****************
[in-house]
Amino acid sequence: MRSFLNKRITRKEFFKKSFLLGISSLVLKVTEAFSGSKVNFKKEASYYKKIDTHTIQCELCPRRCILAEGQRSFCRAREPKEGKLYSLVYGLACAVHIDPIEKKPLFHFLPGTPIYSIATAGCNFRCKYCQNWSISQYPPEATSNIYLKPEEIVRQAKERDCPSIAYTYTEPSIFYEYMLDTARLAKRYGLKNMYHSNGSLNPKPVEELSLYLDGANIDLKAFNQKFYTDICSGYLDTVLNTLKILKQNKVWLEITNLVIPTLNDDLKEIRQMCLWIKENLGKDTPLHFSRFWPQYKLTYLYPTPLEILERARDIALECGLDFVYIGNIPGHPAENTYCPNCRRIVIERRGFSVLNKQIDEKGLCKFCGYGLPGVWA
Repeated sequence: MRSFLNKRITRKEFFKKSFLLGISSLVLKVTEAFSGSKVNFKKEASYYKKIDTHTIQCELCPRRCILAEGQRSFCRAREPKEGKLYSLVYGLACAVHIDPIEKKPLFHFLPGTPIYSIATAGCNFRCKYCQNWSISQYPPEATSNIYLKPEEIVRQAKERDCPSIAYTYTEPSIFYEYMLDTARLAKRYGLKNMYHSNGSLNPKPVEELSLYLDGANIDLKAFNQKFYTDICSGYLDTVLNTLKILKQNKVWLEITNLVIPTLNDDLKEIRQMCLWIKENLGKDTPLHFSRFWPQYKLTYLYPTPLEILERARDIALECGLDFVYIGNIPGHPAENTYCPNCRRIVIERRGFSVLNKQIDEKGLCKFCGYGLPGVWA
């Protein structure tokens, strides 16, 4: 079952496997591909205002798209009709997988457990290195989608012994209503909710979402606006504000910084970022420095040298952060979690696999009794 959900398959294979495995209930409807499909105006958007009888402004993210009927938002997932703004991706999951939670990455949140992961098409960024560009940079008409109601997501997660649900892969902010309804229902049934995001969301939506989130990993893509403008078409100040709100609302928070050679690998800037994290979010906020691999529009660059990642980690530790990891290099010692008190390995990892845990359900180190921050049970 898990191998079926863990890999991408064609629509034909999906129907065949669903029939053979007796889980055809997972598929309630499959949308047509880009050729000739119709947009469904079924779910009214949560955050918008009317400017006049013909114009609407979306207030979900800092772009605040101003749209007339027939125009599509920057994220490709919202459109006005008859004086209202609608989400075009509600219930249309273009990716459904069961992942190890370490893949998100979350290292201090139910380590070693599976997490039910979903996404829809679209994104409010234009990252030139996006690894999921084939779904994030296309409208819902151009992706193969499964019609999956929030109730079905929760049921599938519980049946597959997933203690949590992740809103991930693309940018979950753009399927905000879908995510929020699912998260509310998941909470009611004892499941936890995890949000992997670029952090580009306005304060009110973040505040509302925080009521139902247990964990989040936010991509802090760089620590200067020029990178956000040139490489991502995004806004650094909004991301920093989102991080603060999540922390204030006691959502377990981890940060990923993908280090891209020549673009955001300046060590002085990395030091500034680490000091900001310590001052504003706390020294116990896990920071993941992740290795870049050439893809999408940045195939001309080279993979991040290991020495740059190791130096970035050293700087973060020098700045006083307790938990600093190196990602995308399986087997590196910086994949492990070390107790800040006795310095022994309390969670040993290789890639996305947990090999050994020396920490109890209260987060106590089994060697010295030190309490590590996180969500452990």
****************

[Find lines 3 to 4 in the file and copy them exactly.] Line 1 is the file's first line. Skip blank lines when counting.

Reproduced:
Repeated sequence: MRSFLNKRITRKEFFKKSFLLGISSLVLKVTEAFSGSKVNFKKEASYYKKIDTHTIQCELCPRRCILAEGQRSFCRAREPKEGKLYSLVYGLACAVHIDPIEKKPLFHFLPGTPIYSIATAGCNFRCKYCQNWSISQYPPEATSNIYLKPEEIVRQAKERDCPSIAYTYTEPSIFYEYMLDTARLAKRYGLKNMYHSNGSLNPKPVEELSLYLDGANIDLKAFNQKFYTDICSGYLDTVLNTLKILKQNKVWLEITNLVIPTLNDDLKEIRQMCLWIKENLGKDTPLHFSRFWPQYKLTYLYPTPLEILERARDIALECGLDFVYIGNIPGHPAENTYCPNCRRIVIERRGFSVLNKQIDEKGLCKFCGYGLPGVWA
């Protein structure tokens, strides 16, 4: 079952496997591909205002798209009709997988457990290195989608012994209503909710979402606006504000910084970022420095040298952060979690696999009794 959900398959294979495995209930409807499909105006958007009888402004993210009927938002997932703004991706999951939670990455949140992961098409960024560009940079008409109601997501997660649900892969902010309804229902049934995001969301939506989130990993893509403008078409100040709100609302928070050679690998800037994290979010906020691999529009660059990642980690530790990891290099010692008190390995990892845990359900180190921050049970 898990191998079926863990890999991408064609629509034909999906129907065949669903029939053979007796889980055809997972598929309630499959949308047509880009050729000739119709947009469904079924779910009214949560955050918008009317400017006049013909114009609407979306207030979900800092772009605040101003749209007339027939125009599509920057994220490709919202459109006005008859004086209202609608989400075009509600219930249309273009990716459904069961992942190890370490893949998100979350290292201090139910380590070693599976997490039910979903996404829809679209994104409010234009990252030139996006690894999921084939779904994030296309409208819902151009992706193969499964019609999956929030109730079905929760049921599938519980049946597959997933203690949590992740809103991930693309940018979950753009399927905000879908995510929020699912998260509310998941909470009611004892499941936890995890949000992997670029952090580009306005304060009110973040505040509302925080009521139902247990964990989040936010991509802090760089620590200067020029990178956000040139490489991502995004806004650094909004991301920093989102991080603060999540922390204030006691959502377990981890940060990923993908280090891209020549673009955001300046060590002085990395030091500034680490000091900001310590001052504003706390020294116990896990920071993941992740290795870049050439893809999408940045195939001309080279993979991040290991020495740059190791130096970035050293700087973060020098700045006083307790938990600093190196990602995308399986087997590196910086994949492990070390107790800040006795310095022994309390969670040993290789890639996305947990090999050994020396920490109890209260987060106590089994060697010295030190309490590590996180969500452990």